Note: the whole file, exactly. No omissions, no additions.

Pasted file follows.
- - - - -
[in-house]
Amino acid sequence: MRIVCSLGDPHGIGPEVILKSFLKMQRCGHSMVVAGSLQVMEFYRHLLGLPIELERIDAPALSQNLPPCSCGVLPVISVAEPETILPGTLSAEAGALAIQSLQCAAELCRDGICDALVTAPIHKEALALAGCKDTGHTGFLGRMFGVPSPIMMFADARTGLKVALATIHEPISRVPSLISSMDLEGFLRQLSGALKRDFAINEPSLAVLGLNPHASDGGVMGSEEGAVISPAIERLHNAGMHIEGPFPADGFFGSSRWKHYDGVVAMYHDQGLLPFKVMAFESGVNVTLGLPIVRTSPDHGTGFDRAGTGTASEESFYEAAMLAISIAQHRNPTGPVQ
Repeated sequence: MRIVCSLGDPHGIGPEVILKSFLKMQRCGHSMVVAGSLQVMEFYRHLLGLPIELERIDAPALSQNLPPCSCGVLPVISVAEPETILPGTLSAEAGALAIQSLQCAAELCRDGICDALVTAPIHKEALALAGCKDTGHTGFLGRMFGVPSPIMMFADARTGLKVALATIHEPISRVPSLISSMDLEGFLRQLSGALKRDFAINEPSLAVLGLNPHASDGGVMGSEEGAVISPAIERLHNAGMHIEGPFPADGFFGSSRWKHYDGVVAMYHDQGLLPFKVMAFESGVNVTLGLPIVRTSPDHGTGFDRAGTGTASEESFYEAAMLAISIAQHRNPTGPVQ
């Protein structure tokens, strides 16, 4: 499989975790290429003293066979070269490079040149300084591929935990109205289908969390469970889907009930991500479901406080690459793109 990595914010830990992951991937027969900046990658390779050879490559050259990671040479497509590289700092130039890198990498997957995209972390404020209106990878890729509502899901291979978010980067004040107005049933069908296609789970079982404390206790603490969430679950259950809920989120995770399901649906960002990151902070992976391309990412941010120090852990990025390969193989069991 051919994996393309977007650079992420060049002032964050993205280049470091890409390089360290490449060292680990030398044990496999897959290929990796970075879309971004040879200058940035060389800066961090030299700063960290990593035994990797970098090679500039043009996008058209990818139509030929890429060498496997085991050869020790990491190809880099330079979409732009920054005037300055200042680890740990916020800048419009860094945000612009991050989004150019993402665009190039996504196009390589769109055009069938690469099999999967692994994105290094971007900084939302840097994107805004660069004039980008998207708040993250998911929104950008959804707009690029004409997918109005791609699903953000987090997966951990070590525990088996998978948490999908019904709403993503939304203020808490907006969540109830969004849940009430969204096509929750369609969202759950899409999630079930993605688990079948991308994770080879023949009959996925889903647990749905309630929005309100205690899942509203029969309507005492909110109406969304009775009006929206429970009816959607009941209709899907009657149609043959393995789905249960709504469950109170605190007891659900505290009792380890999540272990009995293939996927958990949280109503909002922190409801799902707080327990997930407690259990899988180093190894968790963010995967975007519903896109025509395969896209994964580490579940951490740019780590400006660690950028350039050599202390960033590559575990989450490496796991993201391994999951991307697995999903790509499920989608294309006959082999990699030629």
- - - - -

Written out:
[in-house]
Amino acid sequence: MRIVCSLGDPHGIGPEVILKSFLKMQRCGHSMVVAGSLQVMEFYRHLLGLPIELERIDAPALSQNLPPCSCGVLPVISVAEPETILPGTLSAEAGALAIQSLQCAAELCRDGICDALVTAPIHKEALALAGCKDTGHTGFLGRMFGVPSPIMMFADARTGLKVALATIHEPISRVPSLISSMDLEGFLRQLSGALKRDFAINEPSLAVLGLNPHASDGGVMGSEEGAVISPAIERLHNAGMHIEGPFPADGFFGSSRWKHYDGVVAMYHDQGLLPFKVMAFESGVNVTLGLPIVRTSPDHGTGFDRAGTGTASEESFYEAAMLAISIAQHRNPTGPVQ
Repeated sequence: MRIVCSLGDPHGIGPEVILKSFLKMQRCGHSMVVAGSLQVMEFYRHLLGLPIELERIDAPALSQNLPPCSCGVLPVISVAEPETILPGTLSAEAGALAIQSLQCAAELCRDGICDALVTAPIHKEALALAGCKDTGHTGFLGRMFGVPSPIMMFADARTGLKVALATIHEPISRVPSLISSMDLEGFLRQLSGALKRDFAINEPSLAVLGLNPHASDGGVMGSEEGAVISPAIERLHNAGMHIEGPFPADGFFGSSRWKHYDGVVAMYHDQGLLPFKVMAFESGVNVTLGLPIVRTSPDHGTGFDRAGTGTASEESFYEAAMLAISIAQHRNPTGPVQ
């Protein structure tokens, strides 16, 4: 499989975790290429003293066979070269490079040149300084591929935990109205289908969390469970889907009930991500479901406080690459793109 990595914010830990992951991937027969900046990658390779050879490559050259990671040479497509590289700092130039890198990498997957995209972390404020209106990878890729509502899901291979978010980067004040107005049933069908296609789970079982404390206790603490969430679950259950809920989120995770399901649906960002990151902070992976391309990412941010120090852990990025390969193989069991 051919994996393309977007650079992420060049002032964050993205280049470091890409390089360290490449060292680990030398044990496999897959290929990796970075879309971004040879200058940035060389800066961090030299700063960290990593035994990797970098090679500039043009996008058209990818139509030929890429060498496997085991050869020790990491190809880099330079979409732009920054005037300055200042680890740990916020800048419009860094945000612009991050989004150019993402665009190039996504196009390589769109055009069938690469099999999967692994994105290094971007900084939302840097994107805004660069004039980008998207708040993250998911929104950008959804707009690029004409997918109005791609699903953000987090997966951990070590525990088996998978948490999908019904709403993503939304203020808490907006969540109830969004849940009430969204096509929750369609969202759950899409999630079930993605688990079948991308994770080879023949009959996925889903647990749905309630929005309100205690899942509203029969309507005492909110109406969304009775009006929206429970009816959607009941209709899907009657149609043959393995789905249960709504469950109170605190007891659900505290009792380890999540272990009995293939996927958990949280109503909002922190409801799902707080327990997930407690259990899988180093190894968790963010995967975007519903896109025509395969896209994964580490579940951490740019780590400006660690950028350039050599202390960033590559575990989450490496796991993201391994999951991307697995999903790509499920989608294309006959082999990699030629």